Adverbs,
for instance,
but it's not so good at nouns.

Really,
music is universal like language is universal.
We all have some.

But it's no Esperanto.

And as it turns out,
neither is Esperanto.

Last Saturday,
we played our program for the first time.
The evening's masterwork:
Mendelssohn C Minor. 

I was well-behaved.
Basically,
I whispered politely
so my very fine string colleagues could converse unimpeded.

Whispering in this context is pretty good.
It says you listen.
It says you embrace being part of a community.

Whispering is also tricky.
You have to always listen for the cello.
And it helps if your violinist is careful not to get too quiet.

You have to keep decrescendoing.
You have to find opportunities to decrease,
opportunities you would never notice in solo playing.

And you have to pedal carefully.

Better said,
you mostly have to not pedal.

When you do pedal,
you have to pedal creatively.
Add just a bit when you want a swell
but don't play louder with your hands.
Or hold the notes longer in your left hand
but play the right hand staccato
for a combination of clarity and sustaining.
(In that situation,
your left hand is the pedal.)
Or pedal short segments after beats
to tie things together without building up lots of sound
so your colleagues want be drowned.

Next time around (Monday night)
I want to contribute a bit more.
Mendelssohn deserves it
and I would like it.

In that music "speaks" to us,
it is a language.

And we can always learn to speak it better.

I have a heart language.
I'm speaking it when I play my own compositions.
I don't have many questions about how they should played.
And if I do,
it's probably that I haven't yet made up my mind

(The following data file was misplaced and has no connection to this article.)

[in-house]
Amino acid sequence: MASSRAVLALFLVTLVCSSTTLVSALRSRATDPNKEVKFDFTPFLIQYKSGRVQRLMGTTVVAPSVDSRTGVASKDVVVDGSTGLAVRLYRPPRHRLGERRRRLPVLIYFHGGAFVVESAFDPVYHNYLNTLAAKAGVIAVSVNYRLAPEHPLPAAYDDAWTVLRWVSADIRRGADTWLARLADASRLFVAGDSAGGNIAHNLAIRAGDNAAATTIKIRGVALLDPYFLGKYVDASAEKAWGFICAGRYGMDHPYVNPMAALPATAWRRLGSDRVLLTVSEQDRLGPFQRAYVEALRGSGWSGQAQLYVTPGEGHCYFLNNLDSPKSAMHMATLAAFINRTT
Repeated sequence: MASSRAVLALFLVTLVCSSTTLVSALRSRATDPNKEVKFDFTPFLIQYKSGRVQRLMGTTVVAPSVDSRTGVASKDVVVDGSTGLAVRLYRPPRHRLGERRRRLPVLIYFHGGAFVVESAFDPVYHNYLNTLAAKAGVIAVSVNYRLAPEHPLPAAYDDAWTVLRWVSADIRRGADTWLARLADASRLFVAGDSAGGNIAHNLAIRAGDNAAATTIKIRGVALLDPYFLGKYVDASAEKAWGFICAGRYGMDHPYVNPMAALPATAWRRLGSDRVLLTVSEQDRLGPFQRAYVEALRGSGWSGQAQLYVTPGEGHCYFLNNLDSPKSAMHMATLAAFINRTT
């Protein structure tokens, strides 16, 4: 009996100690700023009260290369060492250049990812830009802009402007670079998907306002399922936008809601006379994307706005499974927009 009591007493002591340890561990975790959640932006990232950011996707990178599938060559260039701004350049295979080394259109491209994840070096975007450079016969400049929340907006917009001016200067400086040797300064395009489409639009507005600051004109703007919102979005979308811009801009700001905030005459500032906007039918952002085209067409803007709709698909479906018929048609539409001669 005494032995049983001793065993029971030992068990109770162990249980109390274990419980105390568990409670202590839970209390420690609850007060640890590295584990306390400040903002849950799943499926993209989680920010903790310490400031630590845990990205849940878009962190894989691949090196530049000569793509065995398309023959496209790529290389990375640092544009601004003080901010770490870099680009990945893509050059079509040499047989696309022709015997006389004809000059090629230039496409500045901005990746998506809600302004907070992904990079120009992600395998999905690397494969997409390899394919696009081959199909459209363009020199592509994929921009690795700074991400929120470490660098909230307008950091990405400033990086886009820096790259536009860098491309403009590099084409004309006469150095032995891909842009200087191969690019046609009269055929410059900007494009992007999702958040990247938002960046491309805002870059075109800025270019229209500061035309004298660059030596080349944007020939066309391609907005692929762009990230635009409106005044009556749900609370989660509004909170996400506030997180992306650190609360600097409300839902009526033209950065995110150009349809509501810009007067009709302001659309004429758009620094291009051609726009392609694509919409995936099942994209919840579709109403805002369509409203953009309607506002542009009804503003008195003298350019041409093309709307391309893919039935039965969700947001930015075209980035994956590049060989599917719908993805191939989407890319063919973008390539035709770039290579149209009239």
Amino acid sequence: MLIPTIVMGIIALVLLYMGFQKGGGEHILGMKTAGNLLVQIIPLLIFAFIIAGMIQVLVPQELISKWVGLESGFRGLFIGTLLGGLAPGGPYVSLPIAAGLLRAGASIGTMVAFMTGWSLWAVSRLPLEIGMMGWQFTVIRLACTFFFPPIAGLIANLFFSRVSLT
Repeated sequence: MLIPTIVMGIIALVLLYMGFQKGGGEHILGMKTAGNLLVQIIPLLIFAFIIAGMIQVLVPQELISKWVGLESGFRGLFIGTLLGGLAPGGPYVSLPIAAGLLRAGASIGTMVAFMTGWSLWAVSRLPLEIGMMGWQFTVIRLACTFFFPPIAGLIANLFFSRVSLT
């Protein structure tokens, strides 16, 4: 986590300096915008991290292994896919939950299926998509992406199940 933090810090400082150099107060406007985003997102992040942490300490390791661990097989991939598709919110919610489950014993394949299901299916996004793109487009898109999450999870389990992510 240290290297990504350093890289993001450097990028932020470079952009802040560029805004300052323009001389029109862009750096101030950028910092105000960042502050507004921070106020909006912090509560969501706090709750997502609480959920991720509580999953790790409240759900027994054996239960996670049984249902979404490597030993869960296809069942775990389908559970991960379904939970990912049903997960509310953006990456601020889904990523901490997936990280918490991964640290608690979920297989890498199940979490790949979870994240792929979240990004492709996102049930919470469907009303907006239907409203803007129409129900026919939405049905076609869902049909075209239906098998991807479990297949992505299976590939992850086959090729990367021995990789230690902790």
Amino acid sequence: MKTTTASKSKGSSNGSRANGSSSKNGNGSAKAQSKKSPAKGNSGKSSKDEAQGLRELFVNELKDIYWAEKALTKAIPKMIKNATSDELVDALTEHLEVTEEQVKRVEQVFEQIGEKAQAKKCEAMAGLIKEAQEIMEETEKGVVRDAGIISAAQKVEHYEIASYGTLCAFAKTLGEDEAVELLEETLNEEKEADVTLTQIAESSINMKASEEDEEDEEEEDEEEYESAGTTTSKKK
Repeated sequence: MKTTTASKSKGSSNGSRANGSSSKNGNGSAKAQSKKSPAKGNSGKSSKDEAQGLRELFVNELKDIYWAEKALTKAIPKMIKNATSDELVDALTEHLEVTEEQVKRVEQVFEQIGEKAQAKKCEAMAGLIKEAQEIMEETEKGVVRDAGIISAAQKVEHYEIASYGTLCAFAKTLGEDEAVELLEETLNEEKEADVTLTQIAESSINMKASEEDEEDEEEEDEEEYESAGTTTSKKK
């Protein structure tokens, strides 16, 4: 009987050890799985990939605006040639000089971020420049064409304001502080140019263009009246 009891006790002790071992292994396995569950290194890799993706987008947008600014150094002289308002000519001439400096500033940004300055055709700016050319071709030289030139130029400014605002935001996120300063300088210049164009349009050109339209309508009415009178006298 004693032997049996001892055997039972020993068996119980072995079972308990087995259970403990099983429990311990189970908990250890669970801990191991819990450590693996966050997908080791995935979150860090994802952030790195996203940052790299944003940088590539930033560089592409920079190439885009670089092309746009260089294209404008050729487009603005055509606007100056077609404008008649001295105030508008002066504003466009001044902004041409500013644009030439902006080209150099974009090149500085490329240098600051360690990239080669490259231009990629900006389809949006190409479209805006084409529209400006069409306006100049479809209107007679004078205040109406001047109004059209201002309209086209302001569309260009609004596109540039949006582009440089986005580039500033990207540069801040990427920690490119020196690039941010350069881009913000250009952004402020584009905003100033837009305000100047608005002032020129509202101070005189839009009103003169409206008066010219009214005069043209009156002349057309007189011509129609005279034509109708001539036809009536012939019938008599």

about how I want something to sound.

I've also explored that big language group "classical" for a long time.
A lot of its words and phrases feel almost as familiar as a mother tongue.

But it is,
as I just said,
a big language group.

In Brahmsese and Schumannian and Mendelssohnglish
the same sounds are employed in different ways
implying subtle differences of meaning.

As students
and professionals
we spend a lot of time learning vocabulary lists:
the right notes and effective technique.

Even if we master those,
we're not yet dealing with grammar.

Grammar involves functions and purposes:
What goes with what?
What's the trajectory of the line?
Is this a beginning or an ending,
a fulfillment of expectations or a surprise?
Is excitement building or is energy waning?
And to all of the above  - why and how?

Here's where music theory meets the road.
Analysis lets you know all of these things.
Once you have some good ideas about them,
your performances are likely to make sense.
You'll be speaking the language
and you'll be understood.

But there will still be tell-tale signs
that you're not a native speaker.

A funny accent always lets people know
you're not from around here.

Perhaps your accent adds a bit of charm,
but you'll still be pegged as an outsider.

Most likely,
for the sake of some sort of authenticity,
you'll want to learn to inflect the sounds
with a greater sensitivity to the richness of the language.

How do you do that?

You listen a lot.
You listen as you practice.
And you listen to your instincts
as you listen to what's coming from the instrument.

You'll discover that
you're doing the wrong things
or too much of the right things.

But with lots of time and attention,
you'll find lovely ways of shaping the music
that reveal its true grace and joy.

That's what I want.









 



Sunday, January 25, 2015

"Trouvering"